The relationship between alcohol consumption and tobacco smoking : an examination of the role played by social context, social interaction and individual differences
Existing research into the relationship between alcohol consumption and smoking is
confounded by many methodological limitations. Experimental research has often
been conducted with all male samples, suffering from alcoholism or drug abuse, and
is often conducted in the laboratory or on medical research wards. It frequently fails
to account for confounding factors such as the presence of other people who may also
be drinking and smoking.
This research aims to overcome some of these limitations, and to extend
understanding of the drinking-smoking relationship by examining the influence of
social context and social interaction. Moderating effects of personality, alcohol
expectancies, and smoking motivations on these relationships are also explored.
Effects of alcohol consumption, social interaction and social context on mood are
examined and relationships between personality, alcohol expectancies and smoking
motivations are explored.
The thesis is comprised of five studies, the first of which describes the development of
a modified measure of sensation seeking. This was followed by an experiment that
examined the effects of social context and social interaction on the alcohol-smoking
relationship. The two subsequent experiments examined effects of social context and
Social interaction separately. The final questionnaire study focussed on relationships
between self-reported drinking and smoking, and relationships with personality,
alcohol expectancies and smoking motivations.
Support was found for the alcohol-smoking relationship, providing evidence for the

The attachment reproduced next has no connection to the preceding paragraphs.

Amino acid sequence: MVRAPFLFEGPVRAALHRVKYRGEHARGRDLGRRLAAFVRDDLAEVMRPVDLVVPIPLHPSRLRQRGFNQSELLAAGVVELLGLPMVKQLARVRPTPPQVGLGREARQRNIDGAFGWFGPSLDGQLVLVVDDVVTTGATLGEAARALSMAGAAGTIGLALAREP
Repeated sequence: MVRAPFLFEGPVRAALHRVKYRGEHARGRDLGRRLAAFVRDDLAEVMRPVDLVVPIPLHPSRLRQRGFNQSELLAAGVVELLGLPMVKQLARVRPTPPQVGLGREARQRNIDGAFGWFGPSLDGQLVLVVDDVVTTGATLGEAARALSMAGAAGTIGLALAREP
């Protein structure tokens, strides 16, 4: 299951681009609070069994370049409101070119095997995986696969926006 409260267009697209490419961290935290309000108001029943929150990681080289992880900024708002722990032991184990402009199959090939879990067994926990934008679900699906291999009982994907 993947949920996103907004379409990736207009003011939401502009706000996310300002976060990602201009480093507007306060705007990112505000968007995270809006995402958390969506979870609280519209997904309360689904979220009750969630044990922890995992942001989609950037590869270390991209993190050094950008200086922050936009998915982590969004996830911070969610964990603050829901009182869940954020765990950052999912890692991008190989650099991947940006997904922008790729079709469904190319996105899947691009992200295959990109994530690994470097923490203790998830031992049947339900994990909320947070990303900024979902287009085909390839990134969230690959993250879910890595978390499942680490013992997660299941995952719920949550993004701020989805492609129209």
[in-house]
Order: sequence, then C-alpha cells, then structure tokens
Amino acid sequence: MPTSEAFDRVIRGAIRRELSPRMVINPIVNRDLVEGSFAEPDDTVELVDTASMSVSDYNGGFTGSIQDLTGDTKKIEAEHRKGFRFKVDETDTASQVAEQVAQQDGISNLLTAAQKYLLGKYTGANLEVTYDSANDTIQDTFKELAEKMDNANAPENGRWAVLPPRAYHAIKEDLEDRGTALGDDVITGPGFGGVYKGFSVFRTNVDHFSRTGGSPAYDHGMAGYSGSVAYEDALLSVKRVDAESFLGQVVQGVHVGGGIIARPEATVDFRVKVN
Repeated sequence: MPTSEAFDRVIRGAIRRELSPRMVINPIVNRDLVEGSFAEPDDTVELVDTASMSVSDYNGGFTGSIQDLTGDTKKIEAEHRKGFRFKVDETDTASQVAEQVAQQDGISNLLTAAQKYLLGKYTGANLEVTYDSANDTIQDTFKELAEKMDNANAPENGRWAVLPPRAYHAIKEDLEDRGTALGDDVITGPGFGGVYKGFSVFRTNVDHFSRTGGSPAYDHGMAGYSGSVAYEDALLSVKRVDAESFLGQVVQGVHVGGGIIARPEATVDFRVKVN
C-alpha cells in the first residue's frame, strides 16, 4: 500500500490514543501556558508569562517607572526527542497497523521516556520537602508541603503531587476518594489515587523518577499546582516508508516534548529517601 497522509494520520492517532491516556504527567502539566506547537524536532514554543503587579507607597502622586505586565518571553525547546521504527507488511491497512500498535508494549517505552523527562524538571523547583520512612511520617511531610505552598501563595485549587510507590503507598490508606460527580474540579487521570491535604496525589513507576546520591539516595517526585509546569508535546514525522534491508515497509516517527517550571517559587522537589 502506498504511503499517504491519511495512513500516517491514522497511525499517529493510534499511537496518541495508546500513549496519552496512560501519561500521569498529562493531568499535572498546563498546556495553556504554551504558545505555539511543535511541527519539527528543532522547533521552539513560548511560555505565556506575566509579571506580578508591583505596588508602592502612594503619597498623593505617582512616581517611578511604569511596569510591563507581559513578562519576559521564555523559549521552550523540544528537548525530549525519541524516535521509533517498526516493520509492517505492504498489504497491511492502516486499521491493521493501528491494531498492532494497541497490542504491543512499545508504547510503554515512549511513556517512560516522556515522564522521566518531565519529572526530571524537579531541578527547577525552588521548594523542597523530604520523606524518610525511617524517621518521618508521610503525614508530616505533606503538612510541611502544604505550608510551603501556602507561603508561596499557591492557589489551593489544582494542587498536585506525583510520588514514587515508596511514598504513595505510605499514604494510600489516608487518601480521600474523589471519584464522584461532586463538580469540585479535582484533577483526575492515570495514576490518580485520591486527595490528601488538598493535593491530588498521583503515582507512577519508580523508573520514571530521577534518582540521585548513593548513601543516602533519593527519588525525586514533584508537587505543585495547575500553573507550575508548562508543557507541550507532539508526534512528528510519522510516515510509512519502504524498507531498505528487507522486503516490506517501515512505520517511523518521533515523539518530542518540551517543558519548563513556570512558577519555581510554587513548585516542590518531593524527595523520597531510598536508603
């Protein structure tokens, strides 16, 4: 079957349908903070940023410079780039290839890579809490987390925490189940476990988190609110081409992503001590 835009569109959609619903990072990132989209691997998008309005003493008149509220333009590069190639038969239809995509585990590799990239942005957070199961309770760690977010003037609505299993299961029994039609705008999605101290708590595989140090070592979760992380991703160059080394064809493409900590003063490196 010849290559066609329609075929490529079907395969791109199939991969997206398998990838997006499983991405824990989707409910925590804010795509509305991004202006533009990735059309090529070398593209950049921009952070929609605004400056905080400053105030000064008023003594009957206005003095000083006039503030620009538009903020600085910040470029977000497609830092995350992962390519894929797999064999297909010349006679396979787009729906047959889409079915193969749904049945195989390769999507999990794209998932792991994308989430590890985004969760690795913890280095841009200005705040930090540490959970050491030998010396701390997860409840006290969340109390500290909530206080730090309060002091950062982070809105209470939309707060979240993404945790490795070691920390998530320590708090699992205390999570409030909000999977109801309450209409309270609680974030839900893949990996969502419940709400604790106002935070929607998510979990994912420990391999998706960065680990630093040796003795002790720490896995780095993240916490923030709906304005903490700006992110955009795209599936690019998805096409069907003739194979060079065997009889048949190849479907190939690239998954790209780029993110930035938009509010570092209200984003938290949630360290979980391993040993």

following theories: conditioning, where alcohol may act as a conditioned stimulus
and initiate smoking; cue exposure where smoking related cues such as alcohol, social
context or the presence of others may initiate smoking; and pharmacological where
the pharmacological effects of alcohol and nicotine may interact. Social context also
had an effect on the subjective experience of alcohol consumption, providing support
for a drug compensatory response as greater feelings of intoxication were experienced
in the laboratory than the bar. Evidence for an interaction effect between social
Context and alcohol consumption on mood was observed where more positive mood
Was observed in the bar when alcohol had been consumed. Social interaction exerted an effect on smoking where evidence for modelling was observed. The smoking
motivation restful and relaxing situations and the personality trait intensity also
appeared to moderate the relationship between social context and smoking.
The final questionnaire study confirmed that smokers consumed more alcohol than
non-smokers, and displayed higher levels of extraversion, psychoticism, novelty and
intensity. Extraversion, psychoticism, novelty and intensity were positively related to
alcohol consumption, and social desirability was negatively related to consumption.
This study also identified the smoking motivations and alcohol expectancies most
strongly related to smoking and drinking respectively. Evidence for under-reporting
alcohol consumption was established in the final study, and highlights improvements
to be gained through using a seven day diary recall method for recording self-reported
weekly alcohol consumption.
Further research could explore the effects of stronger doses of alcohol on smoking
across more diverse contexts and social situations. Further research could also focus
on the effects of more specific cues on smoking, and explore modelling effects on
smoking following alcohol consumption in greater depth.